Transylvania County to hold hearing on whether to support 8,000-acre East Fork Headwaters purchase

Transylvania County to hold hearing on whether to support 8,000-acre East Fork Headwaters purchase-attachment0

Carolina Mountain Land Conservancy is staunchly in favor of creating the East Fork Headwaters on 8,000 acres of wilderness. The land is still privately owned by former Congressman Charles Taylor, but is under contract to be purchased as a publicly managed preserve, according to a release from the conservancy.

The tract sites mid-way between the 10,000- acre DuPont State Forest and the 7,500-acre Gorges State Park.

The Transylvania County commissioners will hold a public hearing on Nov. 22 at 7 p.m. to consider submitting a letter to WRC expressing County support for the project. The official notice says the hearing will focus on “the primary use of an 8,000-acre Headwaters Tract in the East Fork area of Transylvania County, adjacent to the South Carolina state line, for hunting and fishing. The Conservation Fund is considering purchasing the tract to add to the North Carolina Game Lands.”

In addition to presentations by staff from CMLC and WRC, there will be an opportunity for members of the public to make comments. The Conservancy is asking people to speak at the hearing.

A website, Save the East Fork Headwaters provides more information in support of the creation of saving the land as a wild area. The site says, the NC Wildlife Resource Commission passed a resolution on Nov. 4 expressing support for managing the East Fork Headwaters as NC Gamelands.However, status of this project is still in flux due to uncertain funding.

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About Jeff Fobes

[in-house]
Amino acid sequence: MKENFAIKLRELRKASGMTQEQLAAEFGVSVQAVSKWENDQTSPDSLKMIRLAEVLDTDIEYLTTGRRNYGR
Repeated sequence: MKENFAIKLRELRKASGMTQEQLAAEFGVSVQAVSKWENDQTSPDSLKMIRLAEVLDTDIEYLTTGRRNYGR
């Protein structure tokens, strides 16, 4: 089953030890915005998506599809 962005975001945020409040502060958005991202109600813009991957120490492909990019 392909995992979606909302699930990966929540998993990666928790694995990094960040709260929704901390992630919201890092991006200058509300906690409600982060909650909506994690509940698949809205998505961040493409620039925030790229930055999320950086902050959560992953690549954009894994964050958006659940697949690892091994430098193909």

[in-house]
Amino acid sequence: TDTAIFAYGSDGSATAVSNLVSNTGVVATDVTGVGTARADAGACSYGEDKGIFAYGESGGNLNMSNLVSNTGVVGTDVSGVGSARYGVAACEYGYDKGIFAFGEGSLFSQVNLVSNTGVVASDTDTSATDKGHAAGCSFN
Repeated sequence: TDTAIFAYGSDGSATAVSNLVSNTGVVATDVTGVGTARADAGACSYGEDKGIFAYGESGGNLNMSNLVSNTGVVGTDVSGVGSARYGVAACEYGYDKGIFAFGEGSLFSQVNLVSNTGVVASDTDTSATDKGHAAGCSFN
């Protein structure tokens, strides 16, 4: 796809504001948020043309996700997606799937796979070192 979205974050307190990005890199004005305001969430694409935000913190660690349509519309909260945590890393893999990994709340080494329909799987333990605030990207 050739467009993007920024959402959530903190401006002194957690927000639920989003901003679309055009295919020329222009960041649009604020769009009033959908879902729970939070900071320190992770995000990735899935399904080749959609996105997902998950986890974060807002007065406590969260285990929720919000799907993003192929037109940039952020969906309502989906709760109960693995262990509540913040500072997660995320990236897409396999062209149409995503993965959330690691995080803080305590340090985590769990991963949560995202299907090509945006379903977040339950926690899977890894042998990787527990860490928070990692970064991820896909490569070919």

As a long-time proponent of media for social change, my early activities included coordinating the creation of a small community FM radio station to serve a poor section of St. Louis, Mo. In the 1980s I served as the editor of the "futurist" newsletter of the U.S. Association for the Club of Rome, a professional/academic group with a global focus and a mandate to act locally. During that time, I was impressed by a journalism experiment in Mississippi, in which a newspaper reporter spent a year in a small town covering how global activities impacted local events (e.g., literacy programs in Asia drove up the price of pulpwood; soybean demand in China impacted local soybean prices). Taking a cue from the Mississippi journalism experiment, I offered to help the local Green Party in western North Carolina start its own newspaper, which published under the name Green Line. Eventually the local party turned Green Line over to me, giving Asheville-area readers an independent, locally focused news source that was driven by global concerns. Over the years the monthly grew, until it morphed into the weekly Mountain Xpress in 1994. I've been its publisher since the beginning. Mountain Xpress' mission is to promote grassroots democracy (of any political persuasion) by serving the area's most active, thoughtful readers. Consider Xpress as an experiment to see if such a media operation can promote a healthy, democratic and wise community. In addition to print, today's rapidly evolving Web technosphere offers a grand opportunity to see how an interactive global information network impacts a local community when the network includes a locally focused media outlet whose aim is promote thoughtful citizen activism.

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